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Know the Laws: Wisconsin

UPDATED September 1, 2016

Domestic Abuse Injunctions

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A domestic abuse injunction is a civil order that provides protection from harm by a household or family member.

Basic information

back to topWhat is the legal definition of domestic abuse in Wisconsin?

Domestic abuse in Wisconsin includes the following:

  • intentionally causing physical pain, physical injury or illness;
  • intentionally harming your physical condition;
  • sexual assault;
  • stalking;
  • destruction of property belonging to you; and
  • threatening to do any of the above acts.*

Note: Harassing or stalking behavior is also covered under a different type of restraining order called a harassment restraining order.

* Wis. Stat. § 813.12(1)(am)

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back to topHow can a domestic abuse injunction help me?

A temporary restraining order may:

  • order the abuser to stop committing acts of domestic abuse against you;
  • order the abuser to stay away from your residence, or any other location you are temporarily occupying, or both. Note: If you and the abuser are unmarried and the abuser owns the home where you are both living (and you do not have any legal interest in that property), the judge may order the abuser to stay away from the property until you have a chance to move;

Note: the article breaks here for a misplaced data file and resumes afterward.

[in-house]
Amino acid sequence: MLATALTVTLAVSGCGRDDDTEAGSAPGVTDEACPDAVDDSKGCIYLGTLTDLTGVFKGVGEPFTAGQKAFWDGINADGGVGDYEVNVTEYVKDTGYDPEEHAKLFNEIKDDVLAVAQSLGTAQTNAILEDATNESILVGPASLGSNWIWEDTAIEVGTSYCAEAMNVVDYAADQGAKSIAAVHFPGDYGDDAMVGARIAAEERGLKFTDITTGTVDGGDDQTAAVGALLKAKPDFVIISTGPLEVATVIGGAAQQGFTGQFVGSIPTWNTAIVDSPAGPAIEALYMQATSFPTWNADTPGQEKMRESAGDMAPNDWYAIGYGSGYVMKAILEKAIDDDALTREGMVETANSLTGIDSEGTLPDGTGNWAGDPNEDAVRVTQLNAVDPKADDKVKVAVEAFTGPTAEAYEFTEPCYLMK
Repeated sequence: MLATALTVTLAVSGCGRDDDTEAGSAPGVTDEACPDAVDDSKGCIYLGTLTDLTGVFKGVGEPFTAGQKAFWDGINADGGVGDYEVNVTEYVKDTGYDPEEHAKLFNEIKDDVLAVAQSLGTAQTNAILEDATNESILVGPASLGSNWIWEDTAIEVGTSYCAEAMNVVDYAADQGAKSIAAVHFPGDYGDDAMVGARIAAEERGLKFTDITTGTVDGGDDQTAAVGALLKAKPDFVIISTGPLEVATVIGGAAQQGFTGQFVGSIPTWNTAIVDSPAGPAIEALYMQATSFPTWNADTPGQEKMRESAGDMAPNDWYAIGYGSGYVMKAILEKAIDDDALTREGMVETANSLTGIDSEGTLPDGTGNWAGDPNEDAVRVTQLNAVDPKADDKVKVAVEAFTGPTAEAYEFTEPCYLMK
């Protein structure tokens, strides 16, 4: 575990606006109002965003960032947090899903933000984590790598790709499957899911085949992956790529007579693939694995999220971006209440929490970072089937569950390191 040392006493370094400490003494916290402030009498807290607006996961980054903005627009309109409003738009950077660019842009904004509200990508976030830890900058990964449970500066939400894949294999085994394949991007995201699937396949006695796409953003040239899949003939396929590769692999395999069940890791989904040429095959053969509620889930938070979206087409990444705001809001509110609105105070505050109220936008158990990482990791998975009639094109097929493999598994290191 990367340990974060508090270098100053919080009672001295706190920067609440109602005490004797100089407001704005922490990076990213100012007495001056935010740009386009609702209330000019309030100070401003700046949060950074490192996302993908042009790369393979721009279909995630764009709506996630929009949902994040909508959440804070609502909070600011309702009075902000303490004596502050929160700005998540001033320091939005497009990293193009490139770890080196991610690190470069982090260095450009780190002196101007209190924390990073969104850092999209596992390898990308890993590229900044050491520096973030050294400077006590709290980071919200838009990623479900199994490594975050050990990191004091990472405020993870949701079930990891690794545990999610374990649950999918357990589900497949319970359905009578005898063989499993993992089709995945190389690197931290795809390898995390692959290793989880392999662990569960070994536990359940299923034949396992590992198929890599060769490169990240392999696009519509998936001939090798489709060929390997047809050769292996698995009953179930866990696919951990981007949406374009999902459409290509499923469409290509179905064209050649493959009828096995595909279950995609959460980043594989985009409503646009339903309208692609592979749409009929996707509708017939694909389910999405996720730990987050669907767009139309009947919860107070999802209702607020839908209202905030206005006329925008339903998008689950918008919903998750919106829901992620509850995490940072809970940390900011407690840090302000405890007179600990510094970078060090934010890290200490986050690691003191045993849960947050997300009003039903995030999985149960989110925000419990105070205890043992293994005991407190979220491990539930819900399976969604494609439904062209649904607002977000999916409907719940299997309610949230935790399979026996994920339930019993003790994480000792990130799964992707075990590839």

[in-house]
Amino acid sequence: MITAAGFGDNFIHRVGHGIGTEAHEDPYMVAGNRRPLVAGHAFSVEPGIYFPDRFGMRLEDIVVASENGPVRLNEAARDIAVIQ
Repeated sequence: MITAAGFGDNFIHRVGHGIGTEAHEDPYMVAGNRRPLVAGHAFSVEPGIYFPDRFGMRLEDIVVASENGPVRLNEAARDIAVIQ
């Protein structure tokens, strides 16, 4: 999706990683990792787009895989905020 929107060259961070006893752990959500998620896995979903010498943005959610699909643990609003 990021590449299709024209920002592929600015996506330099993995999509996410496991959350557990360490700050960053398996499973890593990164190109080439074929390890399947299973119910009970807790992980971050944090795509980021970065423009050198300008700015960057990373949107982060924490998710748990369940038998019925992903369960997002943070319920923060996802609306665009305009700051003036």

• order the abuser to avoid contacting you directly or through a third party, with the exception of the abuser's attorney and any law enforcement officer;
  • order the abuser not to remove, hide, damage, harm, mistreat, or dispose of, a household pet;
  • order the abuser to allow you or your family member or household member acting on your behalf to retrieve (get) a household pet; and
  • grant other relief that you request, if the judge finds the relief is necessary for your protection.*

A final domestic abuse injunction may:

  • include all of the protections available through a temporary restraining order, listed above;
  • order the abuser to hand over any firearms in his/her possession to the authorities and forbid him/her from buying firearms (unless the abuser is a peace officer and is required to possess a gun as a condition of his/her job); and
  • order a wireless telephone provider to transfer the right to use your telephone number to you and transfer your account to you.**

Note: For more information about federal and state gun laws and exceptions, see our WI State Gun Laws page and our Federal Gun Laws page.

Whether a judge orders any or all of the above depends on the facts of your case.

* Wis. Stat. § 813.12(3)(a),(3)(am)
** Wis. Stat. § 813.12(4)(a),(am),(4g),(4m)(a)(2),(ag)

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